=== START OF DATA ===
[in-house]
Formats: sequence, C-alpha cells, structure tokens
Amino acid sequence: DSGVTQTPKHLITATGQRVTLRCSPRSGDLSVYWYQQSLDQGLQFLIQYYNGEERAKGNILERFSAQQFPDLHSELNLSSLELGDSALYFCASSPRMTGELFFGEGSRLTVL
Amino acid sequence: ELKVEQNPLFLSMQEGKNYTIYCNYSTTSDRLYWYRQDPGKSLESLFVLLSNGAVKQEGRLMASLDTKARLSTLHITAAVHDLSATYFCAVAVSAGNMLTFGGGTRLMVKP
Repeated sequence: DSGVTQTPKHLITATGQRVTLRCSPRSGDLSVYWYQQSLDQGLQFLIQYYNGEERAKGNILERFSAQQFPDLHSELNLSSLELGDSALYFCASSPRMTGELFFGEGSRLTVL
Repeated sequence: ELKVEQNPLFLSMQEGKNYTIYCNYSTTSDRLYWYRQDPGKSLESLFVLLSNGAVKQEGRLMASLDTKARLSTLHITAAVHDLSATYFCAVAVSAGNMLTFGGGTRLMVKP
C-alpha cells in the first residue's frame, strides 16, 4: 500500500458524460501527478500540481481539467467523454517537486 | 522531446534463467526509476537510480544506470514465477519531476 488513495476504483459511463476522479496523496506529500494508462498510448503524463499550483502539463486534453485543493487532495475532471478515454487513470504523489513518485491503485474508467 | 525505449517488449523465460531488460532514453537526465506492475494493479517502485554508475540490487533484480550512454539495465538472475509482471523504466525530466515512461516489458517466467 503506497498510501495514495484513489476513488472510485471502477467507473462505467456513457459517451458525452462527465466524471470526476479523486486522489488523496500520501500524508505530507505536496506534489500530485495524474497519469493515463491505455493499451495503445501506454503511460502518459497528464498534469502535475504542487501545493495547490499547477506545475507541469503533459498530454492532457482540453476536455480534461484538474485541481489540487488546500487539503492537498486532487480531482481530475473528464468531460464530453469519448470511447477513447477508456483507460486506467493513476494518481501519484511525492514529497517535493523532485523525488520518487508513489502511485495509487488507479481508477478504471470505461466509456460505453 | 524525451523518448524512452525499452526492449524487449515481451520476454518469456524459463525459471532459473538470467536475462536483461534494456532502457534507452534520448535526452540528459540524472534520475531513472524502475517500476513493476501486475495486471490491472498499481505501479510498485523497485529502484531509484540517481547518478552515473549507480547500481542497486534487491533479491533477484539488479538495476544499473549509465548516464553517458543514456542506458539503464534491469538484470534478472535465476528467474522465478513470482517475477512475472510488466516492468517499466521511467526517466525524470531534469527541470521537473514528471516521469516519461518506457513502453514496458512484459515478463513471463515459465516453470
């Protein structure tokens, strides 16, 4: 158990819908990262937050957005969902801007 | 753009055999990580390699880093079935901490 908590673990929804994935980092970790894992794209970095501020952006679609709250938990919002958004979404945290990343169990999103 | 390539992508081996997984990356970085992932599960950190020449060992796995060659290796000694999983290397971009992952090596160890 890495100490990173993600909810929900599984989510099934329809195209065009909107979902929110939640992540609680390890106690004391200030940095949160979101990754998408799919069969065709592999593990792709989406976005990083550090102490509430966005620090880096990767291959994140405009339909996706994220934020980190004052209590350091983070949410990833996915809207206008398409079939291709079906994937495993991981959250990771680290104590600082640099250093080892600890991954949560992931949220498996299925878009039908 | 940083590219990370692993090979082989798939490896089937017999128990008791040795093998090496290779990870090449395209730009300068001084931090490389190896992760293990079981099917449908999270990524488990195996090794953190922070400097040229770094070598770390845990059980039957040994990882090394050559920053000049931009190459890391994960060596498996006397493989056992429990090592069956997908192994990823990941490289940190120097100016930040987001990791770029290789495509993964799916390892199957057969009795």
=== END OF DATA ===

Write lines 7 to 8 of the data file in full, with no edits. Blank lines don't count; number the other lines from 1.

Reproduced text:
C-alpha cells in the first residue's frame, strides 16, 4: 500500500458524460501527478500540481481539467467523454517537486 | 522531446534463467526509476537510480544506470514465477519531476 488513495476504483459511463476522479496523496506529500494508462498510448503524463499550483502539463486534453485543493487532495475532471478515454487513470504523489513518485491503485474508467 | 525505449517488449523465460531488460532514453537526465506492475494493479517502485554508475540490487533484480550512454539495465538472475509482471523504466525530466515512461516489458517466467 503506497498510501495514495484513489476513488472510485471502477467507473462505467456513457459517451458525452462527465466524471470526476479523486486522489488523496500520501500524508505530507505536496506534489500530485495524474497519469493515463491505455493499451495503445501506454503511460502518459497528464498534469502535475504542487501545493495547490499547477506545475507541469503533459498530454492532457482540453476536455480534461484538474485541481489540487488546500487539503492537498486532487480531482481530475473528464468531460464530453469519448470511447477513447477508456483507460486506467493513476494518481501519484511525492514529497517535493523532485523525488520518487508513489502511485495509487488507479481508477478504471470505461466509456460505453 | 524525451523518448524512452525499452526492449524487449515481451520476454518469456524459463525459471532459473538470467536475462536483461534494456532502457534507452534520448535526452540528459540524472534520475531513472524502475517500476513493476501486475495486471490491472498499481505501479510498485523497485529502484531509484540517481547518478552515473549507480547500481542497486534487491533479491533477484539488479538495476544499473549509465548516464553517458543514456542506458539503464534491469538484470534478472535465476528467474522465478513470482517475477512475472510488466516492468517499466521511467526517466525524470531534469527541470521537473514528471516521469516519461518506457513502453514496458512484459515478463513471463515459465516453470
């Protein structure tokens, strides 16, 4: 158990819908990262937050957005969902801007 | 753009055999990580390699880093079935901490 908590673990929804994935980092970790894992794209970095501020952006679609709250938990919002958004979404945290990343169990999103 | 390539992508081996997984990356970085992932599960950190020449060992796995060659290796000694999983290397971009992952090596160890 890495100490990173993600909810929900599984989510099934329809195209065009909107979902929110939640992540609680390890106690004391200030940095949160979101990754998408799919069969065709592999593990792709989406976005990083550090102490509430966005620090880096990767291959994140405009339909996706994220934020980190004052209590350091983070949410990833996915809207206008398409079939291709079906994937495993991981959250990771680290104590600082640099250093080892600890991954949560992931949220498996299925878009039908 | 940083590219990370692993090979082989798939490896089937017999128990008791040795093998090496290779990870090449395209730009300068001084931090490389190896992760293990079981099917449908999270990524488990195996090794953190922070400097040229770094070598770390845990059980039957040994990882090394050559920053000049931009190459890391994960060596498996006397493989056992429990090592069956997908192994990823990941490289940190120097100016930040987001990791770029290789495509993964799916390892199957057969009795």